“It will be fascinating to see how the landscape is transformed (I hope one result will be an outpost of Starbucks a little closer to the office),” she wrote. (Vogue declined to comment for this article.)

To the relief of many, the company’s famously sprawling cafeteria — which serves grub like cocoa-dusted red bliss potatoes and eggplant Parmesan heroes — opened on Feb. 10 and started serving coffee.

To boost morale and take the focus off the Vogue vermin, the company has been inviting editors to Instagram photos of the beautiful space, according to Page Six. Signs in the company canteen read “Instagram Me,” and employees are encouraged to follow the cafe’s feed, @cafe1wtc. As of Wednesday, there were 134 followers.

But there are few lunch options outside the building, and Seamless isn’t exactly efficient. Many magazine employees say it takes more than an hour to get their grub, and the delivery guys can’t even find the entrance to the building.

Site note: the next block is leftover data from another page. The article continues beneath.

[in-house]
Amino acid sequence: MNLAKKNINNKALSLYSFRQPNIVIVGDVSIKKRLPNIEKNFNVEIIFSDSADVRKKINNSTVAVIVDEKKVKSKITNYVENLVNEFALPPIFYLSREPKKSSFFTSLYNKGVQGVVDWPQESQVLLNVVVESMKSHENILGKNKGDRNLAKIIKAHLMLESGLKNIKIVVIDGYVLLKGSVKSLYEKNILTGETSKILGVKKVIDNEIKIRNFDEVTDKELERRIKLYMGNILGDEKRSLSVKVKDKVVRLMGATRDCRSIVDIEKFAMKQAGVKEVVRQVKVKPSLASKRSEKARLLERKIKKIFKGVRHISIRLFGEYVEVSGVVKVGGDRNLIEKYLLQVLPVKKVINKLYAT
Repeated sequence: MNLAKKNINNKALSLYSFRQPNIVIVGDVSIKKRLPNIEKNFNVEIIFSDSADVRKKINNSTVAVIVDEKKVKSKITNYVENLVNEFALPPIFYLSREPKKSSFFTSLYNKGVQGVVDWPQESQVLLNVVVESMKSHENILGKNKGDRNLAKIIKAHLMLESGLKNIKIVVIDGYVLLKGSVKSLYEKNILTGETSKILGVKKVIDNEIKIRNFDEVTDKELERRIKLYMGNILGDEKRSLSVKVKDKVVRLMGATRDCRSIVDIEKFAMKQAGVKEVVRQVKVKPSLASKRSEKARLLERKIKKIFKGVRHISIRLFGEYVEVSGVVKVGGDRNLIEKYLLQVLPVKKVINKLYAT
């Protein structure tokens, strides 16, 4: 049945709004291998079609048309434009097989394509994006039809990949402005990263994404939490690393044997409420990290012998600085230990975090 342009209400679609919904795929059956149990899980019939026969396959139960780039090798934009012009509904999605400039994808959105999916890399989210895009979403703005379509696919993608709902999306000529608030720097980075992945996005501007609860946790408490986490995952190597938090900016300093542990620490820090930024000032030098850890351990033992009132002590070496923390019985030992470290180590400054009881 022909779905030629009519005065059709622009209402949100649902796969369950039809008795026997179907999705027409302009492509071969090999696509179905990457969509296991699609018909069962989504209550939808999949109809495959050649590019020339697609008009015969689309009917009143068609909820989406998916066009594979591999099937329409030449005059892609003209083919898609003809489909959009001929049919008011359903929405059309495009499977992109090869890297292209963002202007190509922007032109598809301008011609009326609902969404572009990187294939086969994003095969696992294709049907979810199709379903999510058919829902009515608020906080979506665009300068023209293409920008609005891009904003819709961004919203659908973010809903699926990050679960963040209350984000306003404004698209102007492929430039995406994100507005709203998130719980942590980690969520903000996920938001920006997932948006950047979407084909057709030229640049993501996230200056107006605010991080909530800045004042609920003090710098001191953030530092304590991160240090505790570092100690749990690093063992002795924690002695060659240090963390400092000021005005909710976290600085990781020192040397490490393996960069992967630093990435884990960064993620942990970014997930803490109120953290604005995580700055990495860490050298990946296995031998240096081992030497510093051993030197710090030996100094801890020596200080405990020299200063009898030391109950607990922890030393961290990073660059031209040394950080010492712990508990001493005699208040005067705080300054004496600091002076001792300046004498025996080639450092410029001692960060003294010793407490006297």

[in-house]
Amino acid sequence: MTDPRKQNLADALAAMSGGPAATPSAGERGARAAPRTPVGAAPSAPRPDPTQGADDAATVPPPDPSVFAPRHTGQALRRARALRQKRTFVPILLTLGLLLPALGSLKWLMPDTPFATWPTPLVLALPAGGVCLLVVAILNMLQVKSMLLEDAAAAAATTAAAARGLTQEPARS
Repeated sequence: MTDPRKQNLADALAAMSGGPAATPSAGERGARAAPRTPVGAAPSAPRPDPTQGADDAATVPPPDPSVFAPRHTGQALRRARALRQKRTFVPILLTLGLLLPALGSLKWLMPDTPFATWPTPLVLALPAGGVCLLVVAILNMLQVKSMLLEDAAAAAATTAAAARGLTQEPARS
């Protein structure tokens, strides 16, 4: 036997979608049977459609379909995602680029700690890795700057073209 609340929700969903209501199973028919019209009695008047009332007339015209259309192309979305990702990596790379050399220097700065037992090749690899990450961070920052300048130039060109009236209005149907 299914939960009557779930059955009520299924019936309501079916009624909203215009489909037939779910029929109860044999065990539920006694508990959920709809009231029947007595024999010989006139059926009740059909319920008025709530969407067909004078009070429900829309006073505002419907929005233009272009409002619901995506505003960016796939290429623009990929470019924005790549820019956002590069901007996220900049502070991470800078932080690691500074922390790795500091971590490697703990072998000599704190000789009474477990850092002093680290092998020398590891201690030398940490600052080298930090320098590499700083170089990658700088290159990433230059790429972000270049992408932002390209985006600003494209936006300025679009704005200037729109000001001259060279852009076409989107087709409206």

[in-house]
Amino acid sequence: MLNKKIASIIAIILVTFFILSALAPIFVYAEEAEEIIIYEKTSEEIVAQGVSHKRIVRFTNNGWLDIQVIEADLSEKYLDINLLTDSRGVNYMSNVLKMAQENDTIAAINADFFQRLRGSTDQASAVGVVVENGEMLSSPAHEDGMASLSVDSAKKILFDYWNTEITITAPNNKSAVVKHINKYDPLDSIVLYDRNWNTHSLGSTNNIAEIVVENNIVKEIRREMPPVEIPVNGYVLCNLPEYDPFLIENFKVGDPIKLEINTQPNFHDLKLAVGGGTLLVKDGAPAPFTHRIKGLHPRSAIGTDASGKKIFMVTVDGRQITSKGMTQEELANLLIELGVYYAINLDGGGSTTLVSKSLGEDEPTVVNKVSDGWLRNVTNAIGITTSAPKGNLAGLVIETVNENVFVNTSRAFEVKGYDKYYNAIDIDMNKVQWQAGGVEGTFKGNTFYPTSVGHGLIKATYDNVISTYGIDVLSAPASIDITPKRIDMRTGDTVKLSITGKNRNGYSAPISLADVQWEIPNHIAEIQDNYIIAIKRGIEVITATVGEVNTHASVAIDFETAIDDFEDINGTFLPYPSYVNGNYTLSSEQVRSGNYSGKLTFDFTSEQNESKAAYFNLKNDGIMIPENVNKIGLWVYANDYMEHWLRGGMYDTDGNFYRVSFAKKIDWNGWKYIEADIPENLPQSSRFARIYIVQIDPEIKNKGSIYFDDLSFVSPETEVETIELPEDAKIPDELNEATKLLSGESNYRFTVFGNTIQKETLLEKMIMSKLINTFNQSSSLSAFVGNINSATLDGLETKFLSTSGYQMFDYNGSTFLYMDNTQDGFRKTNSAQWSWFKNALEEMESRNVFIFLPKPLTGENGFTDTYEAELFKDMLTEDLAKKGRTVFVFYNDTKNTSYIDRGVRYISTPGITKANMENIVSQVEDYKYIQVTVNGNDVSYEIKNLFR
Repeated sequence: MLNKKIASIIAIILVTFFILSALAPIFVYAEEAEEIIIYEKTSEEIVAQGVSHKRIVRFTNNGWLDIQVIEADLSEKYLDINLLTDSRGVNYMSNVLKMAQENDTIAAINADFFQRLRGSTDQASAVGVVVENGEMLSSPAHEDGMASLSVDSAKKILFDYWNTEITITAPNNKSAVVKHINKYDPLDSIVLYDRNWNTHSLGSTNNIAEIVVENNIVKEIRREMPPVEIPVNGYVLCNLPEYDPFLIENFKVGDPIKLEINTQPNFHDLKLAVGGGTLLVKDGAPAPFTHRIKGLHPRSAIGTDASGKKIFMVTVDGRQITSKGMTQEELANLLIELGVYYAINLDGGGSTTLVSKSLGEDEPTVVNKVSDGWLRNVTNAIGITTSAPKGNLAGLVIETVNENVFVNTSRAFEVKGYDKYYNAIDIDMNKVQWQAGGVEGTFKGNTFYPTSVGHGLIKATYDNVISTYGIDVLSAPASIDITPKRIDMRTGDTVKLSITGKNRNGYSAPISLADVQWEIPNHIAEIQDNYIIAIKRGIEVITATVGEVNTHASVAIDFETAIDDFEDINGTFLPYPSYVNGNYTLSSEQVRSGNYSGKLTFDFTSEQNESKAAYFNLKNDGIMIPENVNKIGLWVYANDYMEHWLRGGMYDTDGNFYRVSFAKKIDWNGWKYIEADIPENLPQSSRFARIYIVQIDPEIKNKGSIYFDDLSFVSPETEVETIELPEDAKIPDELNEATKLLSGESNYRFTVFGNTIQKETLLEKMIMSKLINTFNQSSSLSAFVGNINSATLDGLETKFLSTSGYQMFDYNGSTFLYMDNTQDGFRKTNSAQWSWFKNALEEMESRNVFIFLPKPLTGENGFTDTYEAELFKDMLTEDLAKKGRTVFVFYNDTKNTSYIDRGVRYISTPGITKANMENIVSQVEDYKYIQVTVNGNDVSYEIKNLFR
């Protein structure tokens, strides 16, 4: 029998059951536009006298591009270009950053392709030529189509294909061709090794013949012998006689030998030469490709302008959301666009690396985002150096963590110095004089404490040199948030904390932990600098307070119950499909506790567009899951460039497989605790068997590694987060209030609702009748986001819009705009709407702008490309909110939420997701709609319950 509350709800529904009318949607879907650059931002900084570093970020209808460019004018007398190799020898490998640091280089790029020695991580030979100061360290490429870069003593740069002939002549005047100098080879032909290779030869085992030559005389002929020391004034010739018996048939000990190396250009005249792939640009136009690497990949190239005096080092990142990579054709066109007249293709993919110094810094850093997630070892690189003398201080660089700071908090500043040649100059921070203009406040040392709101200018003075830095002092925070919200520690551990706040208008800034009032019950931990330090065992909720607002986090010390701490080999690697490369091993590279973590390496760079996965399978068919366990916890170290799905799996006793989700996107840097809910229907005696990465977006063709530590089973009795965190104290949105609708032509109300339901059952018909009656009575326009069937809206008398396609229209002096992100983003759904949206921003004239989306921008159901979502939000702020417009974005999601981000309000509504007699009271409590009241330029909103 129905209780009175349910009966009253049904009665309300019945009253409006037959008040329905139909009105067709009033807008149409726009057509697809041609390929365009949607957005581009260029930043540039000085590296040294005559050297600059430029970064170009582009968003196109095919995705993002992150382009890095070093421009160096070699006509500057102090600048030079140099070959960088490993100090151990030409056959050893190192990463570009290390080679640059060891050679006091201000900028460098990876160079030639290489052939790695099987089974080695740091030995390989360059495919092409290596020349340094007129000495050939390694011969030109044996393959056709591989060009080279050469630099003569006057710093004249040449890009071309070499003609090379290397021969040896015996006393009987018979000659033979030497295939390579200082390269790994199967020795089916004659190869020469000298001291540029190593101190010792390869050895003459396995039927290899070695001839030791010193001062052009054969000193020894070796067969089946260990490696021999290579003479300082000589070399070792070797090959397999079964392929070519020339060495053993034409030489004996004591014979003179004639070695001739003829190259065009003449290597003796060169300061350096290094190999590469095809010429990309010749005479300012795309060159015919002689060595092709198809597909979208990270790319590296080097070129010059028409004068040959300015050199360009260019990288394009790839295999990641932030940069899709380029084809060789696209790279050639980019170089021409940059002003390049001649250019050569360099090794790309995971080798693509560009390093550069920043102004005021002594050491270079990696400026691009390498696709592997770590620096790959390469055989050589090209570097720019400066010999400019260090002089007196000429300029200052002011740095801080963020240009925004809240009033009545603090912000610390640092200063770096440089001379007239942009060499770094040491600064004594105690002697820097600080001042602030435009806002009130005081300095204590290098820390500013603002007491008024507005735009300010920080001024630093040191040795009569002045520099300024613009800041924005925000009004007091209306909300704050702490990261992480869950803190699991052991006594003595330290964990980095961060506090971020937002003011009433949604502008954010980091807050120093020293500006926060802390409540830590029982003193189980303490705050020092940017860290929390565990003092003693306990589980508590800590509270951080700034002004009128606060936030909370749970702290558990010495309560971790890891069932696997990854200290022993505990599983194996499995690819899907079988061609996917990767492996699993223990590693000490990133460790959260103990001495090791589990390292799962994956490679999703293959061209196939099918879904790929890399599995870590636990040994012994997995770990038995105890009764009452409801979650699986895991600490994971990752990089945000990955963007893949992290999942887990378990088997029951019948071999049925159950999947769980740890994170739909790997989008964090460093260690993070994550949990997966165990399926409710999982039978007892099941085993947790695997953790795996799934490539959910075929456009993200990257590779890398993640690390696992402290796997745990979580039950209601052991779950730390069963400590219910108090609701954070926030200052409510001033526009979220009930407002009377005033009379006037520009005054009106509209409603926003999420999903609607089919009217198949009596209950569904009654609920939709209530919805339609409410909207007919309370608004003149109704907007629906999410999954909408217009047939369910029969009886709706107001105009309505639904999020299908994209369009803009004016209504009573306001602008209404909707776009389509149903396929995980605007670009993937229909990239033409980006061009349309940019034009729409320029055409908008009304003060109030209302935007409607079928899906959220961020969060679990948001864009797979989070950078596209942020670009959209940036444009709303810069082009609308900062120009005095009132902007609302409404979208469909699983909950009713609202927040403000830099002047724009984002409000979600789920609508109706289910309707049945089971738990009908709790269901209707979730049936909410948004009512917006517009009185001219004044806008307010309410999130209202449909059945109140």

“They have everything in Times Square — sushi, salads, pizza,” says the Vogue staffer. “Brookfield is expensive. I am not paying $20 for a salad,” she says, referring to the high-end mall across the street and its pricey Hudson Eats food court.

Some are still making the trek to Midtown to the Lambs Club, the 44th Street power lunch spot that was always thought of as an extension of the Condé cafeteria.

“They’re definitely saying, ‘We miss you.’ I’ve heard about people going to the Odeon [a 10-minute walk away], but I haven’t heard about a new de facto cafeteria yet,” says Lambs Club co-owner David Rabin.

He adds that Wintour, as well as Vanity Fair publisher Chris Mitchell, have been back for midday powwows, “though it’s not with the same frequency that they were here before.”

And for a tower housing some of the most elite editors in the fashion and beauty biz, the dearth of nail and blowout salons has caused a kink in grooming routines.

“There are literally no places to get your nails done, but in Midtown you could go anytime and find a salon,” says the Vogue wag.

Though salons like John Barrett already have plans to open steps away from the building,Glamsquad, which sends makeup artists and hairstylists to homes and offices, has seen a bump in its Condé business.